Both federal and state regulations speak to the issue of pressure ulcers.[xiv] Both provide that the resident has the right to be free of pressure sores which are medically preventable. Specifically, the regulations provide that the nursing home must ensure that the resident does not develop pressure sores unless they are “clinically unavoidable.”[xv] If the resident comes into the nursing home with an existing pressure sore, the facility is charged with the responsibility of providing the necessary services and treatments to promote healing, prevent infection and prevent new sores from developing.[xvi]
The issue of “clinical unavoidability” is central to the prosecution and defense of the pressure sore claim. The focus is on whether the facility appropriately assessed the resident’s risk of developing a pressure sore and created a plan of care to address that risk. Often the nursing home chart demonstrates the risk was identified and a plan of care was developed. Then, the battleground shifts to the issue of whether the interventions and precautions ordered were actually implemented by the facility staff. The answers to these questions are revealed by a detailed analysis of the nursing home chart.
In addition to immobility, certain medical conditions can enhance the resident’s risk of developing pressure sores, and when they develop, make them more challenging to heal. Those conditions include urinary and fecal incontinence, peripheral vascular disease, malnutrition, diabetes, end stage renal disease, gastrointestinal disorders and malabsorption disorders, among others.[xvii] Some medical conditions are believed to impede or prevent healing of pressure ulcers: metastatic cancer, cachexia, multiple organ failure, sarcopenia, severe vascular compromise and terminal illness.[xviii] Resident’s rights advocates argue that the presence of risk factors put the facility on notice of the need for aggressive preventative measures. Nursing home defense counsel, on the other hand, argue that the presence of multiple risk factors make the development of the pressure sore clinically unavoidable.
Typical interventions to prevent the development of a pressure sore for an at risk resident include routine turning and positioning to off load pressure points, maintaining adequate nutrition and hydration, employing pressure relief devices such as a pressure relief mattress or pads or heel protectors, and providing appropriate skin cleaning and skin care.[xix] Many of these interventions are provided by the certified nurse assistants, who work under the supervision of the facility nurses. The facility should maintain some form of a CNA accountability record which documents on each shift whether the interventions required by the Plan of Care are actually being performed. Pressure sore litigation is often waged in and around the CNA accountability record. Large gaps in documenting daily care, such as the turning and positioning of the immobile resident, provide plaintiffs’ experts with a ready explanation as to why the pressure sore developed or failed to heal. Conversely, a well -documented chart of daily interventions support the facility’s argument of “clinical unavoidability.”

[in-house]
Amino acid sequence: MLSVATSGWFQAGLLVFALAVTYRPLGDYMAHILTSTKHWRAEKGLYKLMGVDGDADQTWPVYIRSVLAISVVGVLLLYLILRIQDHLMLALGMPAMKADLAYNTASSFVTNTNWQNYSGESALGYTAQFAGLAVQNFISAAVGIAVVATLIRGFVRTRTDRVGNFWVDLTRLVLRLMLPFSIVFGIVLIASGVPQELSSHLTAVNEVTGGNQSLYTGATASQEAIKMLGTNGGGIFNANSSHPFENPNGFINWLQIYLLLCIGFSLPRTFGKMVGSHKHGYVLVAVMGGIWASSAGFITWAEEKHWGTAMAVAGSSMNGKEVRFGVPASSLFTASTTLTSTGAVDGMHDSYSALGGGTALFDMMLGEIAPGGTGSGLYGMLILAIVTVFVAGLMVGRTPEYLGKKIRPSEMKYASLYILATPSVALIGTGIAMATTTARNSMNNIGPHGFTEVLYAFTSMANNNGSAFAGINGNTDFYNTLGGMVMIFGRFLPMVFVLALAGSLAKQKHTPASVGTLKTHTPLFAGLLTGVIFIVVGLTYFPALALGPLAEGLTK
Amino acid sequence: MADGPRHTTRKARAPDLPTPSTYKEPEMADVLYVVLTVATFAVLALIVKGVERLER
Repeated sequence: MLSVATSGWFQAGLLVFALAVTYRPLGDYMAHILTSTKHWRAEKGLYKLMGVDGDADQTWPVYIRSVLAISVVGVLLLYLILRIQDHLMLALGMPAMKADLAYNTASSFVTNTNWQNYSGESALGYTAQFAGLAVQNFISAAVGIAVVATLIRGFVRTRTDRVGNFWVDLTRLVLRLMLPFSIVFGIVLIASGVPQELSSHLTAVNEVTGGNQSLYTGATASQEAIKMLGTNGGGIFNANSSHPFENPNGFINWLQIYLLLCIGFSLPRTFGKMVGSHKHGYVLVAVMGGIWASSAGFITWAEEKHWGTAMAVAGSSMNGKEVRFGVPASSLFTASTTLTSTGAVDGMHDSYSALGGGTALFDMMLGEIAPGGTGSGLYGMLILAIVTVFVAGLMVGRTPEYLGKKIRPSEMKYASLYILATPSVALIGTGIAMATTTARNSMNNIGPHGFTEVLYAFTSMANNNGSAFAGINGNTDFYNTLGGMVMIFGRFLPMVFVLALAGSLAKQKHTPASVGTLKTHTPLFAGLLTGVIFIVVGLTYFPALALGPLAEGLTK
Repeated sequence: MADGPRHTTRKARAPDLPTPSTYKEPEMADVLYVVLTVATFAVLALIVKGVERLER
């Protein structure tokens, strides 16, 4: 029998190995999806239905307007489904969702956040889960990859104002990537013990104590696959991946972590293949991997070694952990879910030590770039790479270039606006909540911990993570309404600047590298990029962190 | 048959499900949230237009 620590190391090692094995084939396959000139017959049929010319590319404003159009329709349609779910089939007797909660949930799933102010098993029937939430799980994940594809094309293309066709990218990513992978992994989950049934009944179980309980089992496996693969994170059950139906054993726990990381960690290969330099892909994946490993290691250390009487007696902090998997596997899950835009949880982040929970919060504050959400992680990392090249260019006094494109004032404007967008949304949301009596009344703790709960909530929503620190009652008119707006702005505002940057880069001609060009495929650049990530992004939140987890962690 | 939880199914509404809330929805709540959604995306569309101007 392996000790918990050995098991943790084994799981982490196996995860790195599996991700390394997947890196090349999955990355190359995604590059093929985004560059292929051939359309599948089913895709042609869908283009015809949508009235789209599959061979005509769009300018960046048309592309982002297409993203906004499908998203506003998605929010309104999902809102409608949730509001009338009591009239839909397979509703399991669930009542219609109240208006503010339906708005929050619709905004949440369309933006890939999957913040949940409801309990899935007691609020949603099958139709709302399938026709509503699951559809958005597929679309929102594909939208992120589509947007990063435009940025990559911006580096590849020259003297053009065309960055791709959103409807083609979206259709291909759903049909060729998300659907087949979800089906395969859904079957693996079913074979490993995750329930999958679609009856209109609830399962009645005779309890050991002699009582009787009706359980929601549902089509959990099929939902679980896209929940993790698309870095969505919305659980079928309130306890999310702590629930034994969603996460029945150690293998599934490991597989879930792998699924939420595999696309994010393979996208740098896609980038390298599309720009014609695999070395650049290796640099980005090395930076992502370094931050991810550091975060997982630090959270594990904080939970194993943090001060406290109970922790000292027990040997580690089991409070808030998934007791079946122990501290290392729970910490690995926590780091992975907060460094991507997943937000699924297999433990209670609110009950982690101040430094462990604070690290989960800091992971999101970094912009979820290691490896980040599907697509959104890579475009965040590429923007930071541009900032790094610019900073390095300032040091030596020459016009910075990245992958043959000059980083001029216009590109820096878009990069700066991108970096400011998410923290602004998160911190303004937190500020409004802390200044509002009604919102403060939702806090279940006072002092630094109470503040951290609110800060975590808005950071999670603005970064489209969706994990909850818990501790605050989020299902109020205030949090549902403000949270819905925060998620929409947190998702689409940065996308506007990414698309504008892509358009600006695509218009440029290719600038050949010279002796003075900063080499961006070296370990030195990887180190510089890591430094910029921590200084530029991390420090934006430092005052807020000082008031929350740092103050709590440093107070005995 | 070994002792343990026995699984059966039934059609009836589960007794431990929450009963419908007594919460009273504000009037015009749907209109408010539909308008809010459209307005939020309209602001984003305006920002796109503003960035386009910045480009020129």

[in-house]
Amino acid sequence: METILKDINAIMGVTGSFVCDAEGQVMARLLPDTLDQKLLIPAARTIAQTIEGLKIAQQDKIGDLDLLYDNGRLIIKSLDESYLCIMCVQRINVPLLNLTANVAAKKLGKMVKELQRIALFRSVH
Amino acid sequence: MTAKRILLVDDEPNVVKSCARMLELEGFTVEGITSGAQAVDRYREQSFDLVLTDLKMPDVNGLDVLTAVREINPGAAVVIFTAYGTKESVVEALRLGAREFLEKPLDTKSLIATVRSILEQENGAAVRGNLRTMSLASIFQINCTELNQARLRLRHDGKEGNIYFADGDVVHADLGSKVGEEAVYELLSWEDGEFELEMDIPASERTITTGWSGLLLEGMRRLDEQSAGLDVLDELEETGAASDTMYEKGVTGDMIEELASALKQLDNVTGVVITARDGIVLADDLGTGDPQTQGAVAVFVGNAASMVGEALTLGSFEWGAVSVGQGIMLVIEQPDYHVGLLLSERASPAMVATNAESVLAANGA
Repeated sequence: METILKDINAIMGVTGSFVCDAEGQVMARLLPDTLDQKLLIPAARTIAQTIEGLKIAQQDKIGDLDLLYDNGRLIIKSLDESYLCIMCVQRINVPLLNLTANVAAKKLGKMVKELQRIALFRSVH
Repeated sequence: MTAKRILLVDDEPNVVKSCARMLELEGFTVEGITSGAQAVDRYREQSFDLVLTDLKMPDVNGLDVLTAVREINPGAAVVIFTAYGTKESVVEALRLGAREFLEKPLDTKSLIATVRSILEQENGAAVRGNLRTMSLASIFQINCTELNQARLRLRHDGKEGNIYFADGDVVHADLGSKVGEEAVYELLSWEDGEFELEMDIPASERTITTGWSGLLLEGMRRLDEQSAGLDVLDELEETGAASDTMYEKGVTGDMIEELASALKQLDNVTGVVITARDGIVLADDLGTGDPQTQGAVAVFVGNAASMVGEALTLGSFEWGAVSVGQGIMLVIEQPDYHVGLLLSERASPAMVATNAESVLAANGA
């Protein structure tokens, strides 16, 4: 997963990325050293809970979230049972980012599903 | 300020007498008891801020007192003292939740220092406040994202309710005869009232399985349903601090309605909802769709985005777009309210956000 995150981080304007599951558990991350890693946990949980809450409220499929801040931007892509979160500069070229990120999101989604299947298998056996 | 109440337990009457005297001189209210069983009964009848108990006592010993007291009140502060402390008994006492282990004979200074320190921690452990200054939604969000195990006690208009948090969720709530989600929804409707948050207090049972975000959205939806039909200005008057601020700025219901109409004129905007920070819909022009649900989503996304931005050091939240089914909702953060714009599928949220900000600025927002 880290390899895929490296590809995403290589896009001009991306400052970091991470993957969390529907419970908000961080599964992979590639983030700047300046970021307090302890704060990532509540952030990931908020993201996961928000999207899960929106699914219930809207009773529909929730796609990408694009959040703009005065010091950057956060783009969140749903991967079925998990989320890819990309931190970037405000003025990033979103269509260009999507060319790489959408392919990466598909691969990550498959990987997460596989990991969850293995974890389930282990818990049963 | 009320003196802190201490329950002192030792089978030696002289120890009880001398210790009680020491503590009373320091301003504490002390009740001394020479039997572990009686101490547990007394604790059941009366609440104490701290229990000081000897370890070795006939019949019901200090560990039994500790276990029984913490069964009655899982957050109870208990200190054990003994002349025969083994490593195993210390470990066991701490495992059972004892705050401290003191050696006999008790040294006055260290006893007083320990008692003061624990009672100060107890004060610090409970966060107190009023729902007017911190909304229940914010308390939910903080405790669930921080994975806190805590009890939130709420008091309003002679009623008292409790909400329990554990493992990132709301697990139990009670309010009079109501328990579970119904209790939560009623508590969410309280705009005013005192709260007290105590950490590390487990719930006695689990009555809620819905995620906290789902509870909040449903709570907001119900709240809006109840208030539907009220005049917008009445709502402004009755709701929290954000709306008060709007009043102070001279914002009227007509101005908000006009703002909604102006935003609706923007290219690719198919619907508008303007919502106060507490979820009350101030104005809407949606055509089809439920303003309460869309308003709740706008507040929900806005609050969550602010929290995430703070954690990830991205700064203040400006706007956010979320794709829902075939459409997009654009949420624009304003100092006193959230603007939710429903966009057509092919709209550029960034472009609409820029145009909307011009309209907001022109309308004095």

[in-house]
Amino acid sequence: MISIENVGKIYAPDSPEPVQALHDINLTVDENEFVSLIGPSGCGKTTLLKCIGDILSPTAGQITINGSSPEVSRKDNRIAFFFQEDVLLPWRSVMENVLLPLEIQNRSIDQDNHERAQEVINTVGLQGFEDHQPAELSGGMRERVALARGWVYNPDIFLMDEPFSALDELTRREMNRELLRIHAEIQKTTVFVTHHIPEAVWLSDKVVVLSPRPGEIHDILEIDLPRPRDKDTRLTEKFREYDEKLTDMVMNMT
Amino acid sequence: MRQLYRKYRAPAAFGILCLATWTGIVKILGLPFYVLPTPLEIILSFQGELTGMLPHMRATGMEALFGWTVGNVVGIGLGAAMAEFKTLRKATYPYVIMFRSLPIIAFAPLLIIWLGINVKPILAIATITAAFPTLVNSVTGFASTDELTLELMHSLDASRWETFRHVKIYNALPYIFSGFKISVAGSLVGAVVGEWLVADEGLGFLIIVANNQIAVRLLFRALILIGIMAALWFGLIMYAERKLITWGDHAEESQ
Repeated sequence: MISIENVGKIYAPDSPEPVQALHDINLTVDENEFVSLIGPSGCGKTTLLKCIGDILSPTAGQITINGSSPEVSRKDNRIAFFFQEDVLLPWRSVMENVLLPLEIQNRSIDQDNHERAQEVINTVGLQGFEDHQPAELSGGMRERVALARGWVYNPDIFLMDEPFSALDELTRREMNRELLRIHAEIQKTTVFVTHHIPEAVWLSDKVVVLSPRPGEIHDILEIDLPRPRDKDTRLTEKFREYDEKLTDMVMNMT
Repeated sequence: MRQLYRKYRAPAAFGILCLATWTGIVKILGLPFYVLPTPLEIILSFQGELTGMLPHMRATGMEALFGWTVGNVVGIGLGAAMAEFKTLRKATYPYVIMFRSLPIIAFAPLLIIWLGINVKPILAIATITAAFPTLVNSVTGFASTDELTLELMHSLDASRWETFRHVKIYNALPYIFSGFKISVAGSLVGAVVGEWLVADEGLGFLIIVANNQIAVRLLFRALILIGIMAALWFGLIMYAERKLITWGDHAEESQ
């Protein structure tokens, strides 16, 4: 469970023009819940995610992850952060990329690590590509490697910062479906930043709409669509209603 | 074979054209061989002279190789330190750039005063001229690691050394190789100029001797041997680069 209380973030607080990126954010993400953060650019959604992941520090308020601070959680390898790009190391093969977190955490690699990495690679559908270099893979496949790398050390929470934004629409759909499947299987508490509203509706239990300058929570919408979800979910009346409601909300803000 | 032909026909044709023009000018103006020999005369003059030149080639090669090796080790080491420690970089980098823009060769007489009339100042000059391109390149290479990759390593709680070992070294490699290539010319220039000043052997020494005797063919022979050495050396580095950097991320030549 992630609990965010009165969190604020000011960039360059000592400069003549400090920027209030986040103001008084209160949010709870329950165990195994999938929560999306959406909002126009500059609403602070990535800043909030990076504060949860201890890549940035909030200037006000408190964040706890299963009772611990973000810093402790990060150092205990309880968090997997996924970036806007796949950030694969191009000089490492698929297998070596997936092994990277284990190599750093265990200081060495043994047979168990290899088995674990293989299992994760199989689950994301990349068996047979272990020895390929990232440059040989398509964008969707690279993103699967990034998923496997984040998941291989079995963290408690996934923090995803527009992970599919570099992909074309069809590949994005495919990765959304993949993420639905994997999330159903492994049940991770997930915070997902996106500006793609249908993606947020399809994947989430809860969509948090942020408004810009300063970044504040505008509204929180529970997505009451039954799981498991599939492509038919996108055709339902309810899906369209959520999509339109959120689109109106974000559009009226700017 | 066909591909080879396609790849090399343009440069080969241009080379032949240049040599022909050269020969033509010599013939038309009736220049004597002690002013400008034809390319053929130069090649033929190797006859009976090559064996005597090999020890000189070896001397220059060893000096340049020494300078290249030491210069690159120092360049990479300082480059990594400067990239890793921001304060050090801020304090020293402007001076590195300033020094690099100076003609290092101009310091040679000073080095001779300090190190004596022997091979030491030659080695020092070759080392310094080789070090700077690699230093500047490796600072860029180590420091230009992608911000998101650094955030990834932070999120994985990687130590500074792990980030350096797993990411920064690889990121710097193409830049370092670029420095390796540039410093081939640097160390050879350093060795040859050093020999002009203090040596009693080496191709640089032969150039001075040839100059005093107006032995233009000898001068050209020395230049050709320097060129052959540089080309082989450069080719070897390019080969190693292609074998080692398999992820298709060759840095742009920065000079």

Sometimes the nursing home chart has missing parts, or worse, material alterations between the chart obtained before the litigation and the chart produced during the litigation.[xx] On an alarming number of occasions we have discovered fabrications in the notes, including the addition of turning and positioning entries which were not recorded in the earlier version of the chart, and even the administration of medications to a resident a day after his death.
The most damning pieces of evidence in the pressure ulcer case are the photographs of the ulcers themselves. Graphic photographs of the deep sores exposing, for example, the vertebrae in the sacrum are a compelling adjunct to the resident’s family’s testimony concerning pain and suffering. In every pressure sore case the family should be instructed to take multiple photographs of the ulcer, or a professional photographer should be dispatched to the hospital or facility for that purpose. If the resident has died, funeral directors will often permit a photographer to document the sores while the body is being prepared. Unfortunately, autopsies are rarely performed on elderly residents who expire in the hospital or nursing home from presumed natural causes. The nursing home and hospital charts should be scoured for any evidence that the facility took photographs to document wound care progression, and careful note should be made of any differences in the description of the pressure sore between the nursing home and the subsequent treating hospital. Once a pressure ulcer is identified, it should be measured by location, size and depth.[xxi] It is not unusual to discover that a pressure sore is described by the nursing home staff as a Stage III on the day the resident is transferred to the hospital for definitive care, and a few hours later described as a Stage IV by the hospital emergency room personnel.